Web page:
Even its name sounded like a shrill omen. The Felix Dzerzhinsky, a 137-tonne locomotive, was a child of its era—an unstoppable mass of raw power fleshed in metal.

During 1936, its first year of operation, the Felix Dzerzhinsky coursed between Russia’s faceless stations and towns, hauling cattle. The animals had filled the tidy new freight cars with the lingering smell of their sweat and waste, parasites infesting the cracks between the hoof-dented boards, the feeling of imminent slaughter staying with the train forever.

Soon enough, the cattle was replaced by people. Men and women, old and young, most sick, some bleeding, all filled the freight cars heading to the gulags, towards a fate far more dreadful than that of the animals. The luckiest died on the way.

Now, as the war broke out, the Felix Dzerzhinsky carried a special cargo to the safety of Central Asia: hundreds of wooden crates stacked from the secret vaults of Leningrad and Moscow. Special passengers in the form of a six-man Red Army escort occupied the newly-fitted first class carriage.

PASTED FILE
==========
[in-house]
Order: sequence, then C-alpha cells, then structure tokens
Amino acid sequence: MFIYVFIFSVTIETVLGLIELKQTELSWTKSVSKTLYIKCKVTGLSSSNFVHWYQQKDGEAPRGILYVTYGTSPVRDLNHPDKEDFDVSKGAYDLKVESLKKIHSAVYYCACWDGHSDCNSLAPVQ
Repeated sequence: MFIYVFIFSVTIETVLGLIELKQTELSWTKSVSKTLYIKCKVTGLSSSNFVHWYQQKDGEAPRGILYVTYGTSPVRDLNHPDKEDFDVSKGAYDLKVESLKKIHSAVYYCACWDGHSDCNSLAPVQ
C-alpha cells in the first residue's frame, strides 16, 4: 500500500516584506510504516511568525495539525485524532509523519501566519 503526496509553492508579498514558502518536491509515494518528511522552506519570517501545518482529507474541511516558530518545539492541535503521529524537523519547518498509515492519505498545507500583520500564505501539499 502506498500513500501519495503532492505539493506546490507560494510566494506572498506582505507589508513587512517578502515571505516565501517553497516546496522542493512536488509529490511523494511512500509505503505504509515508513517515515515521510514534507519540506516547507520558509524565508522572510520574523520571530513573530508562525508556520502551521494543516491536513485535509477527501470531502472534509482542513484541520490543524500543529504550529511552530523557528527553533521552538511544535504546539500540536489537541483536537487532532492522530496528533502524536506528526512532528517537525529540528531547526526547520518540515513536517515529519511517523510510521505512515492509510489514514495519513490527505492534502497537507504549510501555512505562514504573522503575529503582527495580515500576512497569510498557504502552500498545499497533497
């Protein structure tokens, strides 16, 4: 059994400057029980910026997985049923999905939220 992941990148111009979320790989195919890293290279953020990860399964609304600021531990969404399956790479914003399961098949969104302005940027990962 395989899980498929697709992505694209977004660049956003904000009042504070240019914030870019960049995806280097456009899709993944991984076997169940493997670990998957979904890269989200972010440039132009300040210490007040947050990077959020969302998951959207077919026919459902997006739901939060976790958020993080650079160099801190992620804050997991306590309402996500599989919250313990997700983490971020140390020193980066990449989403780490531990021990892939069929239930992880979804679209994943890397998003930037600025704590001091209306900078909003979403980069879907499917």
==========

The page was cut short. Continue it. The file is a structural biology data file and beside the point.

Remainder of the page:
The single beam of light sheared the night as the Felix Dzerzhinsky roared across the vast Kazakh steppe. The train pushed its boilers to the limits, charging to the invisible finish line. Yet its run was cursed by the presence of the treasured cargo.

Death still waited at the other end.

Inside the confines of the single passenger car, the gunshots boomed above the monotonous throbbing. The Red Army soldiers were too slow to react. They had not expected an attack from within. Not from their commander, Comrade Yehlakov of the NKGB.

At close range, Yehlakov blasted the heads of four soldiers keeping watch, each barely eighteen. While the other two fumbled for their bolt-action rifles, shocked awake from sleep, confused, Yehlakov finished them off.

The new car was now also smeared with death.

Yehlakov replaced the empty clip of his TT semiautomatic, and entered the driver’s cabin, gunning down the crew. The driver clutched his throat, trying to clog the wide open hole, and the torrent of blood gushing from it mingled with the soot on his hands. He stumbled, gurgling, looking at his black blood. A second gunshot destroyed his face, and he crashed over the corpse of his fireman.